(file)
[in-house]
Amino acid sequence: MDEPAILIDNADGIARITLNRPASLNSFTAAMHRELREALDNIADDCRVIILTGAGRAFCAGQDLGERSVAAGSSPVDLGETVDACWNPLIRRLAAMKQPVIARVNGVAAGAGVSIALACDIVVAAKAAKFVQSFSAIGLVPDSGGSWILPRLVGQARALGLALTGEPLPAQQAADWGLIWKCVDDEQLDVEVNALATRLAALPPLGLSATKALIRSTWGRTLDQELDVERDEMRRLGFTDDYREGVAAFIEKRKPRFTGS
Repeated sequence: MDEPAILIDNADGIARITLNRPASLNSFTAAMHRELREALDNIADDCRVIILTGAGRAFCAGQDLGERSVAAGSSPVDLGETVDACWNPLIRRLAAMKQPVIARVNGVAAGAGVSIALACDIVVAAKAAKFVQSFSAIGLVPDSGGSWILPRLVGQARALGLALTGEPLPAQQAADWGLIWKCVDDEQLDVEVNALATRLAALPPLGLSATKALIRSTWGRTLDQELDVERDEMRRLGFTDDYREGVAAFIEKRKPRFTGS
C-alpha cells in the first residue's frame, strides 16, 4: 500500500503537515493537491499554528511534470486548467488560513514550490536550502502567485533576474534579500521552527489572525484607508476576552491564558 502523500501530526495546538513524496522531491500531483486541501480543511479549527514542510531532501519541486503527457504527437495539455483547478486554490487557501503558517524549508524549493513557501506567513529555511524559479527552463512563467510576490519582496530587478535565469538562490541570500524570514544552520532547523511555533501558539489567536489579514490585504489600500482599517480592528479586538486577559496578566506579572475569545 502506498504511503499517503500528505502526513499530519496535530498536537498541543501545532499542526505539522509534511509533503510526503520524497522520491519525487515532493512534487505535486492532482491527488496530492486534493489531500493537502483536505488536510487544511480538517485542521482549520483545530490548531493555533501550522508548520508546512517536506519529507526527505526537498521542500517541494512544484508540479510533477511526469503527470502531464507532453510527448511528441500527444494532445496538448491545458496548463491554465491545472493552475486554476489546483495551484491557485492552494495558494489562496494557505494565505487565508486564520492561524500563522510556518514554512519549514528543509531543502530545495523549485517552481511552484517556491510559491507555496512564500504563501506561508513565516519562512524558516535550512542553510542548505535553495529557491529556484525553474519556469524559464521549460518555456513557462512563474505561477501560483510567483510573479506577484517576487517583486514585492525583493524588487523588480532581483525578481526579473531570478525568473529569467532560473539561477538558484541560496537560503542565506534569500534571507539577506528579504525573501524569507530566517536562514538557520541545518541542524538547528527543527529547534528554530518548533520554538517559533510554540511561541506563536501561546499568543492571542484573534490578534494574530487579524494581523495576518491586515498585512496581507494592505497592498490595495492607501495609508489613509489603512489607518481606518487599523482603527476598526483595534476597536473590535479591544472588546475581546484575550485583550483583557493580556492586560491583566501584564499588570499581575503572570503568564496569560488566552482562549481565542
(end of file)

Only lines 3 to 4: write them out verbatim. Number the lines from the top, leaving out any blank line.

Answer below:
Repeated sequence: MDEPAILIDNADGIARITLNRPASLNSFTAAMHRELREALDNIADDCRVIILTGAGRAFCAGQDLGERSVAAGSSPVDLGETVDACWNPLIRRLAAMKQPVIARVNGVAAGAGVSIALACDIVVAAKAAKFVQSFSAIGLVPDSGGSWILPRLVGQARALGLALTGEPLPAQQAADWGLIWKCVDDEQLDVEVNALATRLAALPPLGLSATKALIRSTWGRTLDQELDVERDEMRRLGFTDDYREGVAAFIEKRKPRFTGS
C-alpha cells in the first residue's frame, strides 16, 4: 500500500503537515493537491499554528511534470486548467488560513514550490536550502502567485533576474534579500521552527489572525484607508476576552491564558 502523500501530526495546538513524496522531491500531483486541501480543511479549527514542510531532501519541486503527457504527437495539455483547478486554490487557501503558517524549508524549493513557501506567513529555511524559479527552463512563467510576490519582496530587478535565469538562490541570500524570514544552520532547523511555533501558539489567536489579514490585504489600500482599517480592528479586538486577559496578566506579572475569545 502506498504511503499517503500528505502526513499530519496535530498536537498541543501545532499542526505539522509534511509533503510526503520524497522520491519525487515532493512534487505535486492532482491527488496530492486534493489531500493537502483536505488536510487544511480538517485542521482549520483545530490548531493555533501550522508548520508546512517536506519529507526527505526537498521542500517541494512544484508540479510533477511526469503527470502531464507532453510527448511528441500527444494532445496538448491545458496548463491554465491545472493552475486554476489546483495551484491557485492552494495558494489562496494557505494565505487565508486564520492561524500563522510556518514554512519549514528543509531543502530545495523549485517552481511552484517556491510559491507555496512564500504563501506561508513565516519562512524558516535550512542553510542548505535553495529557491529556484525553474519556469524559464521549460518555456513557462512563474505561477501560483510567483510573479506577484517576487517583486514585492525583493524588487523588480532581483525578481526579473531570478525568473529569467532560473539561477538558484541560496537560503542565506534569500534571507539577506528579504525573501524569507530566517536562514538557520541545518541542524538547528527543527529547534528554530518548533520554538517559533510554540511561541506563536501561546499568543492571542484573534490578534494574530487579524494581523495576518491586515498585512496581507494592505497592498490595495492607501495609508489613509489603512489607518481606518487599523482603527476598526483595534476597536473590535479591544472588546475581546484575550485583550483583557493580556492586560491583566501584564499588570499581575503572570503568564496569560488566552482562549481565542